It was a rather surreal experience. The dust bowl of the week prior was now a vast, barren landscape of black sludge. Ten hours of unrelenting rain had buried much of our electronics beneath a layer of muck. Even our rack positions had started to sink into the earth. Every position had at least a shell or two that had fired in the lightning strike with no particular pattern to the chaos. We had taken extra precautions throughout the week to thoroughly foil and cover our racks in to protect from rain and fallout. Luckily it held up, leaving perfect, round openings wherever an item had fired.
Cakes made up most of our losses. The frontage positions had suffered the majority of the damage, leaving a pile of wet, spent cakes and some empty single shot comets behind along with almost all of the strobe pots in the display. Unfortunately, several 10 and 12 inch shells had fired in the lighting fiasco as well, leaving our mortars empty and floating in a muddy pit. Luckily, upon visual inspection, the StarFire system appeared to be fine, with no signs of burned modules or wires.
We quickly took inventory of what was missing and began to replace what we could out of our remaining products. We had duplicates of a few cakes on hand and several of the single shot items were replaced. PGI is also perhaps the only place in the world where extra 10 and 12 inch shells become available thanks to the generous contributions of the All Stars and other members.
Our crew, expecting to tear down from the night before, sprang into action putting out our remaining towers, positions, and modules. Another team replaced the fireworks that had been discharged the night prior. As a safety precaution, all actual pyrotechnic devices were disconnected from the StarFire modules as we began running communications checks. A huge sense of relief washed over me as the majority of our set up was functional, testing just as it had the day before. We ended up replacing less than a dozen unresponsive modules in the field with spares. Some modules struggled to communicate and some were completely shorted out.
Final continuity checks proved to be a challenge as we factored for missing products and adjusted the firing script accordingly. With one final pop up rainfall, just after I had requested plastic be removed from our proximate positions, we were ready to fire a massive display that had quite literally been struck by lighting the night prior.
Unfortunately, those that were able to stay for the display did not get to see much of it. Saturday night ended up being a rather humid evening with absolutely no wind and most of our show was obscured by a massive wall of smoke.
The next day proved to be no picnic either, as we were left with just four crew members to clean up a massive mess. The day was spent scraping mud off of all the electronic components and calling in reinforcements to help us tear down on Monday. The field was still too slick to drive our truck onto, and as if on cue, local tornado sirens began blaring as a funnel cloud formed over our heads. Clearly the pyro gods were not finished with us.
On Monday, August 15th, we were finally able to get our racks out of the field. What was expected to be a clear day turned into a flood advisory by 11 AM, giving way to 10 straight hours of rain. The last of our equipment turned into a wet, muddy mess as we finished loading that evening. It wasn’t until Tuesday, August 16th that our last trailer left the LaPorte County Fairgrounds.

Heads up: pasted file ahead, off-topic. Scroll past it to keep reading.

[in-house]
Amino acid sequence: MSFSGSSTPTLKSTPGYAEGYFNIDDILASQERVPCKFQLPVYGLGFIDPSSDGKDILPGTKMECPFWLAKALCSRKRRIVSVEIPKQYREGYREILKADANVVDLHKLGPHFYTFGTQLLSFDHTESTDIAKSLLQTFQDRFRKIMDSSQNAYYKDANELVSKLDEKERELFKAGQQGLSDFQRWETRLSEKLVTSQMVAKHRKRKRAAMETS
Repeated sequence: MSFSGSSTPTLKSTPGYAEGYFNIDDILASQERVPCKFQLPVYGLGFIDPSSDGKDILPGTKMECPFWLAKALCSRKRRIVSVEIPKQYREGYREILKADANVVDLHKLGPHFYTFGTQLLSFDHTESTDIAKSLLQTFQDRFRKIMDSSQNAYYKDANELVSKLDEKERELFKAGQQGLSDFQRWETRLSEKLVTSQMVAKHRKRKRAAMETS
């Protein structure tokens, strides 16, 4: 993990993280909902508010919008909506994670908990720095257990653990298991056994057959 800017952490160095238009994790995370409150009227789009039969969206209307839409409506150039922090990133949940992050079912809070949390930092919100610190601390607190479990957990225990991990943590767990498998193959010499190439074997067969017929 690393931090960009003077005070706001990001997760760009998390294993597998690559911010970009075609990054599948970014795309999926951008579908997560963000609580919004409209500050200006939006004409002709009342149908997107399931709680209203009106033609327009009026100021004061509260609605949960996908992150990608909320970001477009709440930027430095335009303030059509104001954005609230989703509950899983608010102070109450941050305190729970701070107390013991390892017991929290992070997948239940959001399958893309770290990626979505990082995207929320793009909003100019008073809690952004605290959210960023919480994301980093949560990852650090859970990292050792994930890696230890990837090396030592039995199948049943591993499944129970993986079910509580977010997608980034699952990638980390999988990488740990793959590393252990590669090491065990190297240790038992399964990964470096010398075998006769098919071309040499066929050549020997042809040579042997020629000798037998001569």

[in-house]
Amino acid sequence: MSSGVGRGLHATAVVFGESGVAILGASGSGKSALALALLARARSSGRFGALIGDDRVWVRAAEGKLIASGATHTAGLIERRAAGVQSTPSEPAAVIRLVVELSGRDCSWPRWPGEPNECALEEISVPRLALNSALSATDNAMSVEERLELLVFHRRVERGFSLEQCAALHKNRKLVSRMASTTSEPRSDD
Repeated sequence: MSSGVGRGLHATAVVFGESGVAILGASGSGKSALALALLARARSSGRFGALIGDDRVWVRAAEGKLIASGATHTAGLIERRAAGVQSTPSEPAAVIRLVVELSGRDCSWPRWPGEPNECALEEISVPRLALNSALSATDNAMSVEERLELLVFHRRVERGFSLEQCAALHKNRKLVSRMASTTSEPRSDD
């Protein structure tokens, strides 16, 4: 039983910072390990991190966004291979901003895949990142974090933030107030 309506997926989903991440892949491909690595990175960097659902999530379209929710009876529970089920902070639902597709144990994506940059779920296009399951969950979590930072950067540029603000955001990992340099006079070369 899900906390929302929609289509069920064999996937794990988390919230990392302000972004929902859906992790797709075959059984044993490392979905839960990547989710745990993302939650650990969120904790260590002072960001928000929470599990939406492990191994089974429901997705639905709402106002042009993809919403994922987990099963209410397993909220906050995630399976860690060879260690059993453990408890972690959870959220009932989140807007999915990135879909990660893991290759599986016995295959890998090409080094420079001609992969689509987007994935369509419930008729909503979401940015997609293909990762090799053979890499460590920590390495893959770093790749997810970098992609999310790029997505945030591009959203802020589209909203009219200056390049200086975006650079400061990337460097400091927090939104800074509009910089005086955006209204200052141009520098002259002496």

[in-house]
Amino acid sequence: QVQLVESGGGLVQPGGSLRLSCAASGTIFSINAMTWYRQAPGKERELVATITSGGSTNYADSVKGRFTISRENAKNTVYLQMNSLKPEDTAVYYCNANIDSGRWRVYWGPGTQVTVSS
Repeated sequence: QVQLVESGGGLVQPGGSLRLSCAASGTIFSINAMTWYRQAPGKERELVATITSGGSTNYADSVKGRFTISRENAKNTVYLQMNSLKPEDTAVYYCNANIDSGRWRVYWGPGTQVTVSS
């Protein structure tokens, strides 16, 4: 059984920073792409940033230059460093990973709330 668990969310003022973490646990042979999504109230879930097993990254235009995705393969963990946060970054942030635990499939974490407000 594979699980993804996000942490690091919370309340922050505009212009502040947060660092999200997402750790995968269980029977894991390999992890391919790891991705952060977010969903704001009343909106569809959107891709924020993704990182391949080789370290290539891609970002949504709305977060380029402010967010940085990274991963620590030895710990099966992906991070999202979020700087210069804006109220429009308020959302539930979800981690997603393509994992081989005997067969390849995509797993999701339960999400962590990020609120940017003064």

Although far from a pleasant experience, the 2016 PGI convention was certainly unforgettable. I am extremely proud of our crew and the volunteers that stepped up to make such a challenging display a reality for us. We might have been a bit knocked down on this one, but it will not stop Revolution Pyro from pushing the boundaries with newer, better, and bigger fireworks displays in the future. This is only the beginning. Watch out Mother Nature. You keep it up and we will shoot back.
As always, thank you for reading! I’d like give props to Great Lakes Fireworks and RKM Fireworks, both of whom were scheduled to shoot a show the same night as us. Both companies, especially Great Lakes, also overcame some challenges to put on spectacular displays and it was an honor to share the field with them. I’d also like to thank the following sponsors of the Grand Public Display. These companies continue to provide unrelenting support and displays at PGI events are not possible without them.
RKM Fireworks – Wholesaler of 1.3G and 1.4G Consumer Fireworks as well as displays throughout the Midwest. The largest selection of Dominator Fireworks in the world!
ACE Pyro – Wholesaler of 1.3G and 1.4G Consumer Fireworks as well as displays. Wholesale equipment and black powder sales are available as well. Their live online inventory makes shopping a breeze!
StarFire Firing Systems – Hands down the greatest dollar for dollar firing system of all time. Fully digital. Manual, sequenced, and fully scripted displays, all for less than $20 per cue! And it runs on scab wire!
MJG Technologies – Reliable ematches from a company located right here in the USA! Try their new, unregulated iMatch!
Casabella Fireworks – Wholesaler of 1.3G and 1.4G Consumer Fireworks as well as displays throughout Indiana and Kentucky. Great selection, incredible service!
Capitol Pyro/Innovative Pyrotechnic Concepts – Wholesaler of 1.3G and 1.4G fireworks as well as displays in the Mid Atlantic region. These guys know their stuff!
Dominator Fireworks – Chinese supplier of fantastic Consumer, 1.4 Pro, and display fireworks. You’ve seen their shows, now try their fireworks!